Press Releases

Arrest and Detention of Self-Radicalised Singaporeans under the Internal Security Act

Published: 27 May 2015

Arrest and Detention of Self-Radicalised Singaporeans  


1. A Singaporean youth has been detained under the Internal Security Act (ISA) for terrorism-related activities since April 2015.  In May 2015, another Singaporean youth was arrested under the ISA for further investigations into the extent of his radicalisation.


2. In April 2015, M Arifil Azim Putra Norja'i (Arifil) was detained under the ISA for terrorism-related activities.  Investigations showed that Arifil, a 19-year-old post-secondary student, had made plans to join the terrorist group "Islamic State in Iraq and Syria (ISIS)".  His radicalisation began around 2013 after he started viewing terrorist propaganda online.  He grew to support the radical ideology and violent tactics of ISIS, and befriended individuals online whom he thought could help him join ISIS.  He had actively surfed the Internet for information on travel routes to Syria so that he could engage in armed violence there, and had furthermore done research online on making improvised explosive devices.


3. More importantly, Arifil also revealed that if he was unable to join ISIS in Syria, he intended to carry out violent attacks in Singapore.  He gave considerable thought to how he would attack key facilities and assassinate government leaders.  If he was unable to carry out these plans, he planned instead to carry out attacks in public places in order to strike fear within our society, using easily available weapons such as knives. 


4. Arifil is the first known self-radicalised Singaporean to harbour the intention to carry out violent attacks in Singapore.


5. Arifil's intention to carry out violent attacks in Singapore were subsequently corroborated by several persons who said that he had tried to recruit them to help carry out these plans.  Investigations showed that while these persons did not fall prey to Arifil's attempts to recruit them, they also did not alert the authorities about Arifil. Fortunately, another person who knew Arifil noticed the changes in him, and had brought him to the attention of the authorities, who were then able to investigate the matter and take action before he could carry out his violent attack plans in Singapore.  


6. In May 2015, another radicalised Singaporean post-secondary youth, aged 17, was arrested under the ISA for further investigations into the extent of his radicalisation.  His family was informed of his arrest, and will be kept informed of the outcome of the investigations.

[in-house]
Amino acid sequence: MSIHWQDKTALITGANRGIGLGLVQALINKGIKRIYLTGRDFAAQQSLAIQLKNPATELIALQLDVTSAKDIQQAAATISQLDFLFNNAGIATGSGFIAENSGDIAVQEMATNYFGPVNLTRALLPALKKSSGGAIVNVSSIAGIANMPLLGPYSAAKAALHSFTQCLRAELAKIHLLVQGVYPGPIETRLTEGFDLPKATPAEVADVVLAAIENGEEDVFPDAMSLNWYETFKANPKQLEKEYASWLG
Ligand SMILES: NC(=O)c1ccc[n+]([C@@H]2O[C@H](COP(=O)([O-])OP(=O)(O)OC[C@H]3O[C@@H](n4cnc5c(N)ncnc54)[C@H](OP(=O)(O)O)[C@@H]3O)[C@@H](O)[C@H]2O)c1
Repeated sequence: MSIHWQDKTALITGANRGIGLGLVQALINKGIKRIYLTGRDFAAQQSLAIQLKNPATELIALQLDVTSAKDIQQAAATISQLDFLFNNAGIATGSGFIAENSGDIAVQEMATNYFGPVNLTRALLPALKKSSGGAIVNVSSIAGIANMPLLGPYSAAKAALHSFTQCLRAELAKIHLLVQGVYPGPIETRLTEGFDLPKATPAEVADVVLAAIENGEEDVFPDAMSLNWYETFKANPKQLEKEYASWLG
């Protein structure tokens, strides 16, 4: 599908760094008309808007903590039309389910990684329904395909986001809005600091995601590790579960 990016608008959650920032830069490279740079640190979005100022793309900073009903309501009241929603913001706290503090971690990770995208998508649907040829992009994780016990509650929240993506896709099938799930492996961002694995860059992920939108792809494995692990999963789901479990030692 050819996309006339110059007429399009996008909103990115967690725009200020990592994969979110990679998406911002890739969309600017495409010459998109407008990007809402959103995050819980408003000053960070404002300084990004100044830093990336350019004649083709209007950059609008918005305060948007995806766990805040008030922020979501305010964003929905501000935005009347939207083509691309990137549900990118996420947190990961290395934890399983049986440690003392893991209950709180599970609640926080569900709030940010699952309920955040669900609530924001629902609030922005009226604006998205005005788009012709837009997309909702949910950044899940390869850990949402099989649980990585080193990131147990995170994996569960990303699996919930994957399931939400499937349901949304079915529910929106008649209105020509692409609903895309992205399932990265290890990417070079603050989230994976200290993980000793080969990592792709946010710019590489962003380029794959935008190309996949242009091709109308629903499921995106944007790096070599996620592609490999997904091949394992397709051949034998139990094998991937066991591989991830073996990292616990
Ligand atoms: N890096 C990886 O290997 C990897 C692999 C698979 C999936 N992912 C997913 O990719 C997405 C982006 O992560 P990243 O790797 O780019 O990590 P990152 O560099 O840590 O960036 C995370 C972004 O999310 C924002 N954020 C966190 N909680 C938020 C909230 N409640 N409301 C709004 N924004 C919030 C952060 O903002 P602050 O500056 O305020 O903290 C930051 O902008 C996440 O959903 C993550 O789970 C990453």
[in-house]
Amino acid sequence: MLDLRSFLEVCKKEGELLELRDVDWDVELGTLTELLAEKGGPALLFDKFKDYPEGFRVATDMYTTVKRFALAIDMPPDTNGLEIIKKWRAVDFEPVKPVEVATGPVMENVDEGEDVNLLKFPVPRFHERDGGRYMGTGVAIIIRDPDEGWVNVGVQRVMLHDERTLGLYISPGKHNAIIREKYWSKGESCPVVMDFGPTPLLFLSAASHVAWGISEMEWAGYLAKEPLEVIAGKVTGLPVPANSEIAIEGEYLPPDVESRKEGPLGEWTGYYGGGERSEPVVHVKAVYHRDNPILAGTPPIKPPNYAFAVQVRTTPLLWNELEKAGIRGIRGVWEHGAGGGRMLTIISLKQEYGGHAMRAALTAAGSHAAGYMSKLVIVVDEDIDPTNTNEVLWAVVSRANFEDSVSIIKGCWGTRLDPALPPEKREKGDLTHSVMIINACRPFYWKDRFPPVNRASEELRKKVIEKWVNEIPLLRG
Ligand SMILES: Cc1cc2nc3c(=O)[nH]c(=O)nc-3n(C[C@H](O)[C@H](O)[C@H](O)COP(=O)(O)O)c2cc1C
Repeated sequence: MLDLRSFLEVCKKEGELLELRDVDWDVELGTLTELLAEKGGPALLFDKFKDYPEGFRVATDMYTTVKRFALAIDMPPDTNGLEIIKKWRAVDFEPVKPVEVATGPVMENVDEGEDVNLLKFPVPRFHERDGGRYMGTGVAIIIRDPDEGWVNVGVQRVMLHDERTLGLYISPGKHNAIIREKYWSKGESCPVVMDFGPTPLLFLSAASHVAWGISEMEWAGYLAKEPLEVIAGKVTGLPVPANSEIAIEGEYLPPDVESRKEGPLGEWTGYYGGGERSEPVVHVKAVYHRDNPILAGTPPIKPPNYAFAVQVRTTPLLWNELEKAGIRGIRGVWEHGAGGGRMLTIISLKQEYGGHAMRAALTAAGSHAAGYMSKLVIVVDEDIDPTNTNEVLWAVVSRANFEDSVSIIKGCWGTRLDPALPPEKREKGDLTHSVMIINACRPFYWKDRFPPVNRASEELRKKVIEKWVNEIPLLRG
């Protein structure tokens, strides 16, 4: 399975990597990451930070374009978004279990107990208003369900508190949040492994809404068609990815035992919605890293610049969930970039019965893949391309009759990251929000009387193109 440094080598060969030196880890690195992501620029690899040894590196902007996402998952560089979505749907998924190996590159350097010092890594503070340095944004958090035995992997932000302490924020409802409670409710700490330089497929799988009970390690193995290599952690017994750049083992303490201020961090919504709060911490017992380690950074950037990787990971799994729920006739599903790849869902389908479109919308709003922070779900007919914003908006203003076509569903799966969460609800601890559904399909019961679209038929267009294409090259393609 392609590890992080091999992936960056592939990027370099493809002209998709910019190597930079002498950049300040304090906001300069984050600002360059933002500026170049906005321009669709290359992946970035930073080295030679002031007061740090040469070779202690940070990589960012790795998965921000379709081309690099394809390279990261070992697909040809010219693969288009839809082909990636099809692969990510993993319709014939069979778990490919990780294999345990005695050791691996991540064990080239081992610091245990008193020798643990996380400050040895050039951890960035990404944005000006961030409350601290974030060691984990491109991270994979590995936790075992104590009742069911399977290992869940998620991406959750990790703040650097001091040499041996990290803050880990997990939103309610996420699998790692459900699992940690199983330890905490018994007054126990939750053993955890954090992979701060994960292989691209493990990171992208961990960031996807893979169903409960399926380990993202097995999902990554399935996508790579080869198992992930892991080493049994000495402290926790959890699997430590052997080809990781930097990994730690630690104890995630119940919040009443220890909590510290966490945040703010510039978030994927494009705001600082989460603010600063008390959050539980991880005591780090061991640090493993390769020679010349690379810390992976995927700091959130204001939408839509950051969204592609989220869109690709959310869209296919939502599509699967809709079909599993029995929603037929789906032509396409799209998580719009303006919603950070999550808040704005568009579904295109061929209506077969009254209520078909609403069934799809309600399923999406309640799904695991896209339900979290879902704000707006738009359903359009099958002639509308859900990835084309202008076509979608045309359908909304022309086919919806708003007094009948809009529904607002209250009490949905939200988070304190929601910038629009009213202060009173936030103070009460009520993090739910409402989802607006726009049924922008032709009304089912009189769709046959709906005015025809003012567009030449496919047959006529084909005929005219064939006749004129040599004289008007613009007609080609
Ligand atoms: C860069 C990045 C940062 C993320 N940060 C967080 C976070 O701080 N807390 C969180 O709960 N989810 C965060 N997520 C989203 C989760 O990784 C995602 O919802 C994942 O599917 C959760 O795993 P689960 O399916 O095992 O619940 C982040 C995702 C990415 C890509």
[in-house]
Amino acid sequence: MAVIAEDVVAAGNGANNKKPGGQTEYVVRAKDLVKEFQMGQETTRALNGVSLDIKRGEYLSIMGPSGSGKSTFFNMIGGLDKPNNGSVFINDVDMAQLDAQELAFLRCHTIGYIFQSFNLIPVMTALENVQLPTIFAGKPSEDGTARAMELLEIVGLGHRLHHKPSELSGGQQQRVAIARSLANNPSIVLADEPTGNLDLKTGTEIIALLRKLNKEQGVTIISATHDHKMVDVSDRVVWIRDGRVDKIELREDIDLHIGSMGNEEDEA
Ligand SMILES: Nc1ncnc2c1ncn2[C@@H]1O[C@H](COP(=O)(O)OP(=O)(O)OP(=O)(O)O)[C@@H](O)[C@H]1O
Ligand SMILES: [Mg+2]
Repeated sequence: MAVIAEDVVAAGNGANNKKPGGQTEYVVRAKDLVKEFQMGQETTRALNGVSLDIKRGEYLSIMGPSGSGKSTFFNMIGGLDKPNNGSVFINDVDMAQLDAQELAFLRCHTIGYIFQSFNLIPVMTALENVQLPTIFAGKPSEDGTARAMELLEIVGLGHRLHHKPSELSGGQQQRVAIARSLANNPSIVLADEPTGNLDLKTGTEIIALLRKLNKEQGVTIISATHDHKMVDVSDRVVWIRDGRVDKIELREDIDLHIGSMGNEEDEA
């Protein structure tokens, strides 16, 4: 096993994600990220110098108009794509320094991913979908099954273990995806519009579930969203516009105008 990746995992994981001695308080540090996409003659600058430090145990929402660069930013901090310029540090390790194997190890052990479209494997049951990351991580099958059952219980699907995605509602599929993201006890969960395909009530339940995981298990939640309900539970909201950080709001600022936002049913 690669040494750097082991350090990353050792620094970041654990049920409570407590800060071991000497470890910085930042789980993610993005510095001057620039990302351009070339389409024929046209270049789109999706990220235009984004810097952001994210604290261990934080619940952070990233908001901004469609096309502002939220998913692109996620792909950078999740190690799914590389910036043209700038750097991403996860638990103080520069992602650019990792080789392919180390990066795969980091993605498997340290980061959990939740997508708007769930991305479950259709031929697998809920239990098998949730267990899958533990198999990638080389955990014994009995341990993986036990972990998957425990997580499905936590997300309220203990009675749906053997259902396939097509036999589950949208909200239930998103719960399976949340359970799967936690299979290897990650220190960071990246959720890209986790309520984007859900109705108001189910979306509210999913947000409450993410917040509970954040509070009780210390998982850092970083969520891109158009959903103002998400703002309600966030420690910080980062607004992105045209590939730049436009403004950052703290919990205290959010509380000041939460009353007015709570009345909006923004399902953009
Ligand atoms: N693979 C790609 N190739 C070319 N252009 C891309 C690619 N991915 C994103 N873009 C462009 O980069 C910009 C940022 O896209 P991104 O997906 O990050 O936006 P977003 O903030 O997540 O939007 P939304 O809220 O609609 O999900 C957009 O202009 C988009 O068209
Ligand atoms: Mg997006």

Protecting Young Persons from Radicalisation and Turning to Violence


7. There have been recent reports of young people in other countries who have become so deeply radicalised by extremist propaganda that they are prepared to undertake acts of terrorist violence at home and abroad.  These two young Singaporeans who have been radicalised demonstrate that young persons in Singapore can also become radicalised in particular through the Internet.


8. Family members, friends, colleagues and members of the public have an important role to play in protecting fellow Singaporeans from radicalisation and engaging in terrorist activities.  This should be done early, so that Singaporeans at risk of becoming radicalised can be provided proper guidance, supervision and religious instruction, and be saved.  Religious institutions and teachers also have an important role to play in engaging young Singaporeans when they have questions on religious matters, and steering them in the right direction. Anyone who knows or suspects that a person is radicalised should promptly call the ISD Counter-Terrorism Centre hotline 1800-2626-473 (1800-2626-ISD).  This could save such individuals and allow them to be helped and counselled, so that they are prevented from engaging in violent activities that may cause harm to themselves and others.



Comments by Dpm Teo Chee Hean on Arrest and Detention of Self- Radicalised Singaporeans

"Terrorism remains a serious global threat. But it is not just a problem that is "over there" in some other countries. It is also a problem that is "over here", in our region, and here in Singapore as well.


We have seen examples of self-radicalised youths in other countries. The two self-radicalised young Singaporeans show that our youths are also vulnerable. Singapore too, faces real threats from radicalisation.


Our community leaders have worked hard to counter radical ideology.  We should all, from all communities in Singapore, support each other in this effort.  The Government will also provide more support to community groups to do more. All of us have to work together to overcome this issue together.


All of us must play our part. If you know or suspect anyone who is becoming radicalised, please notify the authorities early. You would be helping to save that person from harming himself and others. 


Our security agencies will do their utmost to detect and prevent any terrorist attack. However, as we have seen in other countries, an attack can still happen even in countries that are already on high security alert.


We must strengthen our community resilience so that if an incident were to occur here, we can recover and emerge even stronger and more united."


Managing Security Threats